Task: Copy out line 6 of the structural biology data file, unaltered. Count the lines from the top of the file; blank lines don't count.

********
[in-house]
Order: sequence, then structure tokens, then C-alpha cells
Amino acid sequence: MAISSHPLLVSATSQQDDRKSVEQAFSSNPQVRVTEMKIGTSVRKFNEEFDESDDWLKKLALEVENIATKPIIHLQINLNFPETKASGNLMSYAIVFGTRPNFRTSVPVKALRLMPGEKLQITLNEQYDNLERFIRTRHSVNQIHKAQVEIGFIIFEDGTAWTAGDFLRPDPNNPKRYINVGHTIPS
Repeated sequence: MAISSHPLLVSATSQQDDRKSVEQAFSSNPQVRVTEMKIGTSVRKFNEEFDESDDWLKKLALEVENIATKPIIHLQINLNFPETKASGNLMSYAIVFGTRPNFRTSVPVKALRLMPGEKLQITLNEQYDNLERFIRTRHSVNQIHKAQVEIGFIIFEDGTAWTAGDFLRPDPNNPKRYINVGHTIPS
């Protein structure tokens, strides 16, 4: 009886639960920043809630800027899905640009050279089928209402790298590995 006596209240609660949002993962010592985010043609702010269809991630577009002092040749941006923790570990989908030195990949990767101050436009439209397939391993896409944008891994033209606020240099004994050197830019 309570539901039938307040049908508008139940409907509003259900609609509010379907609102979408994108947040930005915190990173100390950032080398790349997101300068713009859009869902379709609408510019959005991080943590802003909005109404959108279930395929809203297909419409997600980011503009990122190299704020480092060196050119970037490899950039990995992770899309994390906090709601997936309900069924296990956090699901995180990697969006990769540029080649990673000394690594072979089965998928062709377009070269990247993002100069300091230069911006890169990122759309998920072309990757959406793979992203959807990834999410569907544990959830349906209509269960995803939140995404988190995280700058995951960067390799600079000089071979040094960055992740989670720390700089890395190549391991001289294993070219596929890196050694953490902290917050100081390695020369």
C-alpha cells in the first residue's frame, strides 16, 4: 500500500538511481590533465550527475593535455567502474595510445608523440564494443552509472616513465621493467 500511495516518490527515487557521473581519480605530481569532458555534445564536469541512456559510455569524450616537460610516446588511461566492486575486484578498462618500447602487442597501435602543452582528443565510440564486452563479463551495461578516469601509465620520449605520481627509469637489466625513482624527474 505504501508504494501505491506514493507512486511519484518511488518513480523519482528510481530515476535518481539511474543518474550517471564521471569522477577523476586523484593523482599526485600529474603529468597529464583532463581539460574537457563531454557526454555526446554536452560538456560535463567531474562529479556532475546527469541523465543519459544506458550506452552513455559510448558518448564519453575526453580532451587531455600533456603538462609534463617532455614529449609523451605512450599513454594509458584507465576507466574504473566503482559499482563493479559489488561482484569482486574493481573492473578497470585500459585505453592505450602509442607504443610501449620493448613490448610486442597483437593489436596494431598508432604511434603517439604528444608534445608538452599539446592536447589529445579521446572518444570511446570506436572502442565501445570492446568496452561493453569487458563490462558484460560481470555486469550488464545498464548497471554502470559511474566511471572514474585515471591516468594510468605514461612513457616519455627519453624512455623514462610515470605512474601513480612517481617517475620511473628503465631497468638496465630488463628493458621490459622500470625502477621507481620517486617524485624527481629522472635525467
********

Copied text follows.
C-alpha cells in the first residue's frame, strides 16, 4: 500500500538511481590533465550527475593535455567502474595510445608523440564494443552509472616513465621493467 500511495516518490527515487557521473581519480605530481569532458555534445564536469541512456559510455569524450616537460610516446588511461566492486575486484578498462618500447602487442597501435602543452582528443565510440564486452563479463551495461578516469601509465620520449605520481627509469637489466625513482624527474 505504501508504494501505491506514493507512486511519484518511488518513480523519482528510481530515476535518481539511474543518474550517471564521471569522477577523476586523484593523482599526485600529474603529468597529464583532463581539460574537457563531454557526454555526446554536452560538456560535463567531474562529479556532475546527469541523465543519459544506458550506452552513455559510448558518448564519453575526453580532451587531455600533456603538462609534463617532455614529449609523451605512450599513454594509458584507465576507466574504473566503482559499482563493479559489488561482484569482486574493481573492473578497470585500459585505453592505450602509442607504443610501449620493448613490448610486442597483437593489436596494431598508432604511434603517439604528444608534445608538452599539446592536447589529445579521446572518444570511446570506436572502442565501445570492446568496452561493453569487458563490462558484460560481470555486469550488464545498464548497471554502470559511474566511471572514474585515471591516468594510468605514461612513457616519455627519453624512455623514462610515470605512474601513480612517481617517475620511473628503465631497468638496465630488463628493458621490459622500470625502477621507481620517486617524485624527481629522472635525467